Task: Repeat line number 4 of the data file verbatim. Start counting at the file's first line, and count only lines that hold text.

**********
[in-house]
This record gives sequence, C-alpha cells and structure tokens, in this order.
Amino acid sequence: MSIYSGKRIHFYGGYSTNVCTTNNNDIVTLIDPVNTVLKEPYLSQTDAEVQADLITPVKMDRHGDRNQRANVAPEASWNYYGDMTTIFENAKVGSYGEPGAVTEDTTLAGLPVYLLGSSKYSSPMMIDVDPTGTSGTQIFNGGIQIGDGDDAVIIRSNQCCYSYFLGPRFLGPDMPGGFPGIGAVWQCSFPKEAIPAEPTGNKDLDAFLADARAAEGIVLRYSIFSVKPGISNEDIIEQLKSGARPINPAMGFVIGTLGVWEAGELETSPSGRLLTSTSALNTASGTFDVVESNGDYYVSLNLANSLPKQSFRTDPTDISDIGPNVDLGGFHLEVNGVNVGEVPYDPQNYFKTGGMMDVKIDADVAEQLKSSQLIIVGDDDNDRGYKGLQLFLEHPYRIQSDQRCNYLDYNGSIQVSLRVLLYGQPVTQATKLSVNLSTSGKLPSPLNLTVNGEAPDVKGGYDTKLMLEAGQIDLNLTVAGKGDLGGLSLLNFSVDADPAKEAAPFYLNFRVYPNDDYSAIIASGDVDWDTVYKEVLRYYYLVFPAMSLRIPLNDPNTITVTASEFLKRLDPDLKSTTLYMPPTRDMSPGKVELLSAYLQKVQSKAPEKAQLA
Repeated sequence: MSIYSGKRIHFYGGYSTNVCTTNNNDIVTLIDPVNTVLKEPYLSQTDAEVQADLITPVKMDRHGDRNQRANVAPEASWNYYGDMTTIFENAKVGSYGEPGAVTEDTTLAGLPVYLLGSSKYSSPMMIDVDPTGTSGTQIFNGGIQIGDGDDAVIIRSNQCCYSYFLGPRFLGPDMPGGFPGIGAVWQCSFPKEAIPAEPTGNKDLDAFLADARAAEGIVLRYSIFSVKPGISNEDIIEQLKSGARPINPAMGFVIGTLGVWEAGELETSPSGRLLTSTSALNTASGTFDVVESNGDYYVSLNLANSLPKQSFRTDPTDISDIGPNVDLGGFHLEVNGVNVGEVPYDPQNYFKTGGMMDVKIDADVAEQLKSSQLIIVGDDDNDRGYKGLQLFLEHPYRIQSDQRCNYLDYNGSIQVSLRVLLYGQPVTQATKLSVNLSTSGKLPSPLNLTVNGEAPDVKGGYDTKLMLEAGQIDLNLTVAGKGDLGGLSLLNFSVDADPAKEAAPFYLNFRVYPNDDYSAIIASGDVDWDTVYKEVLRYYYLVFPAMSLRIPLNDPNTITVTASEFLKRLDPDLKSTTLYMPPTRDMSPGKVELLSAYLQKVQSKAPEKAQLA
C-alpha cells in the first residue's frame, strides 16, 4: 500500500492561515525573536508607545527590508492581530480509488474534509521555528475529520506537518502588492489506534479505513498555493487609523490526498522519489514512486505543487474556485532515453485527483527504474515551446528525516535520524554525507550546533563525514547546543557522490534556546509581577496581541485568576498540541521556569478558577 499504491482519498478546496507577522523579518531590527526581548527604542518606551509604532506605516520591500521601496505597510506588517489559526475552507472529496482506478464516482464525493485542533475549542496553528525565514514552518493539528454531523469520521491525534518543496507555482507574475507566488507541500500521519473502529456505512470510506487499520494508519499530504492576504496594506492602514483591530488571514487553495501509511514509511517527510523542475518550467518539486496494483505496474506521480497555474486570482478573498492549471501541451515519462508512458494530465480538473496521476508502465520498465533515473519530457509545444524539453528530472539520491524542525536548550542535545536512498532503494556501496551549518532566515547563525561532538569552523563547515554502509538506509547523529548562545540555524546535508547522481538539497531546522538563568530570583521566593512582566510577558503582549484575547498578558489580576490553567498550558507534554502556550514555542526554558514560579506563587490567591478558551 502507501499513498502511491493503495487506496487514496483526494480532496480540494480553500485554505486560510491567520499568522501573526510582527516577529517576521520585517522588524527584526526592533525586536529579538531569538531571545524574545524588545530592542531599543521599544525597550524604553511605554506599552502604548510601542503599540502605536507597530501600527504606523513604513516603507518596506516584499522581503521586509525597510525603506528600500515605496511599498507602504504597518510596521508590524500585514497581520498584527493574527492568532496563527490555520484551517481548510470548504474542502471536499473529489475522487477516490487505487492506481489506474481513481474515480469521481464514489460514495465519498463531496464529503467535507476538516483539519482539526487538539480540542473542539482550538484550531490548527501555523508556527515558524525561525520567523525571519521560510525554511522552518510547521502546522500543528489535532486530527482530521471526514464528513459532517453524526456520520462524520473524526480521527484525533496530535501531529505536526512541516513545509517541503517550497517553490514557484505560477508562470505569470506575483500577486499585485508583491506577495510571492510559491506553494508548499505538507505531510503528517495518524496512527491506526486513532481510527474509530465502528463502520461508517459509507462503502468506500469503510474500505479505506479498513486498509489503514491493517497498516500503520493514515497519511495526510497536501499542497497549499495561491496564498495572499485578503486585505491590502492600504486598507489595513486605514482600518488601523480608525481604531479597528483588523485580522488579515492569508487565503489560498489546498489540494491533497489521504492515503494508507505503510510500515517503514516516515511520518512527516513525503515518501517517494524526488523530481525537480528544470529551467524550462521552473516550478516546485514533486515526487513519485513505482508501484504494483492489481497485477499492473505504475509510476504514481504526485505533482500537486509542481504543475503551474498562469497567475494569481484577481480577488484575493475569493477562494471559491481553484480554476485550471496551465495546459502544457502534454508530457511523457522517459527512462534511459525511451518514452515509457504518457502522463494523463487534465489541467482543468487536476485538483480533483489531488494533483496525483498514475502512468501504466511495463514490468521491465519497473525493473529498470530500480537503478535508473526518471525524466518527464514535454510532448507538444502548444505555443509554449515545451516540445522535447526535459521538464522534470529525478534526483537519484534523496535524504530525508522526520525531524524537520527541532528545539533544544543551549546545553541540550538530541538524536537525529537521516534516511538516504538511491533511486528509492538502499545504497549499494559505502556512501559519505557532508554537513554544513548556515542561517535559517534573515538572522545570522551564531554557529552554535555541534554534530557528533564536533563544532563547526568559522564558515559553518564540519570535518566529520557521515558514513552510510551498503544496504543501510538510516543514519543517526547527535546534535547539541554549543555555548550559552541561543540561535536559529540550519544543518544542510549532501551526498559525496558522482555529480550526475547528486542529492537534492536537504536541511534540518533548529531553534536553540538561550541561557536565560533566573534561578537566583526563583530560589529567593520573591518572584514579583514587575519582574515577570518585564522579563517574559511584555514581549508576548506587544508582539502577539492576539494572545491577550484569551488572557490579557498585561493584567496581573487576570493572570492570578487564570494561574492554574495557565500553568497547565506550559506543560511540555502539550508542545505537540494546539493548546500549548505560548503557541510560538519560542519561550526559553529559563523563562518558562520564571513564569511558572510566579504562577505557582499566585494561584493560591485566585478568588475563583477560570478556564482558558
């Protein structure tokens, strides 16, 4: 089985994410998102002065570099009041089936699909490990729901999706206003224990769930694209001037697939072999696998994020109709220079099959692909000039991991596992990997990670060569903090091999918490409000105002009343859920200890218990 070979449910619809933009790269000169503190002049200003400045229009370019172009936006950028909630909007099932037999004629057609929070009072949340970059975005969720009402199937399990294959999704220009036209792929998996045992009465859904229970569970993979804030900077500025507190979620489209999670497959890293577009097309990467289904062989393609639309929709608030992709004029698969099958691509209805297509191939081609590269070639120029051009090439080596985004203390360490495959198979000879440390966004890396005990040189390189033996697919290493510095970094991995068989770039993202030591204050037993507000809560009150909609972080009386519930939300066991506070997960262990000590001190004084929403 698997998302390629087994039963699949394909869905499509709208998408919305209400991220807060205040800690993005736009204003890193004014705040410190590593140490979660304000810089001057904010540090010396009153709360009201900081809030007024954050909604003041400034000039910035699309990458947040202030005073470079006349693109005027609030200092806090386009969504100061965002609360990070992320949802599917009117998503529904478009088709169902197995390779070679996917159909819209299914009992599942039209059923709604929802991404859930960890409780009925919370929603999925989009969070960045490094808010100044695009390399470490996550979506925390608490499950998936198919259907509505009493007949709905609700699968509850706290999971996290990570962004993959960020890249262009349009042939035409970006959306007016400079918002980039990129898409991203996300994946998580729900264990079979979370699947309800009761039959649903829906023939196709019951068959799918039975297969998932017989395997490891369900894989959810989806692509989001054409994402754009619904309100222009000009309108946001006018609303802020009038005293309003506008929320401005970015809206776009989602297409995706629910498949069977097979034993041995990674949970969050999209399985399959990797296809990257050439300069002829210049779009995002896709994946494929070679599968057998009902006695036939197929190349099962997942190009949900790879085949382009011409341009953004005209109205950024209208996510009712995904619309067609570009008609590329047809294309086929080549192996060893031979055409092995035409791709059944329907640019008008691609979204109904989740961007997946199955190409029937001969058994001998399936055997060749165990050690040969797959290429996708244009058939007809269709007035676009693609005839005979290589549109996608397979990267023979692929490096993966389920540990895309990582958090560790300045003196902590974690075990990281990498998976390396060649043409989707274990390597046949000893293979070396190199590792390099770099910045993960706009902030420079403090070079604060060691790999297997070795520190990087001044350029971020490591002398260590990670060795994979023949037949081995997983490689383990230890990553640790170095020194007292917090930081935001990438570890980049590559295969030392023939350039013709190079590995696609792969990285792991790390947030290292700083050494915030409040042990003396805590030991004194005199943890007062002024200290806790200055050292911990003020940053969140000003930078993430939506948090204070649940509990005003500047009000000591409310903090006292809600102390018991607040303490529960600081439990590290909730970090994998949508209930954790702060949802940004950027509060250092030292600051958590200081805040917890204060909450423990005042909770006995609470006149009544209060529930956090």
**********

Repeated sequence: MSIYSGKRIHFYGGYSTNVCTTNNNDIVTLIDPVNTVLKEPYLSQTDAEVQADLITPVKMDRHGDRNQRANVAPEASWNYYGDMTTIFENAKVGSYGEPGAVTEDTTLAGLPVYLLGSSKYSSPMMIDVDPTGTSGTQIFNGGIQIGDGDDAVIIRSNQCCYSYFLGPRFLGPDMPGGFPGIGAVWQCSFPKEAIPAEPTGNKDLDAFLADARAAEGIVLRYSIFSVKPGISNEDIIEQLKSGARPINPAMGFVIGTLGVWEAGELETSPSGRLLTSTSALNTASGTFDVVESNGDYYVSLNLANSLPKQSFRTDPTDISDIGPNVDLGGFHLEVNGVNVGEVPYDPQNYFKTGGMMDVKIDADVAEQLKSSQLIIVGDDDNDRGYKGLQLFLEHPYRIQSDQRCNYLDYNGSIQVSLRVLLYGQPVTQATKLSVNLSTSGKLPSPLNLTVNGEAPDVKGGYDTKLMLEAGQIDLNLTVAGKGDLGGLSLLNFSVDADPAKEAAPFYLNFRVYPNDDYSAIIASGDVDWDTVYKEVLRYYYLVFPAMSLRIPLNDPNTITVTASEFLKRLDPDLKSTTLYMPPTRDMSPGKVELLSAYLQKVQSKAPEKAQLA